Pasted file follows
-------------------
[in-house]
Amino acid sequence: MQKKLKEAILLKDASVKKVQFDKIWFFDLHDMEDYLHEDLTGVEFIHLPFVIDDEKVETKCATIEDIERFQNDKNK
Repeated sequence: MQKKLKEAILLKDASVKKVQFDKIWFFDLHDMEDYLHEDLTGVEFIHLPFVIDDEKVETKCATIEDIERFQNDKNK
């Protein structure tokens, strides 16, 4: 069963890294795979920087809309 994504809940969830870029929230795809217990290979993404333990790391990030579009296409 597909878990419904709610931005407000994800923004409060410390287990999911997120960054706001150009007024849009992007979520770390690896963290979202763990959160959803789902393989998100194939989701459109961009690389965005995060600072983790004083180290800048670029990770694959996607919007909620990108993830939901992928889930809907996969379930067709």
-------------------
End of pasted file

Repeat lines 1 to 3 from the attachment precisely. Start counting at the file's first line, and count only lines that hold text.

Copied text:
[in-house]
Amino acid sequence: MQKKLKEAILLKDASVKKVQFDKIWFFDLHDMEDYLHEDLTGVEFIHLPFVIDDEKVETKCATIEDIERFQNDKNK
Repeated sequence: MQKKLKEAILLKDASVKKVQFDKIWFFDLHDMEDYLHEDLTGVEFIHLPFVIDDEKVETKCATIEDIERFQNDKNK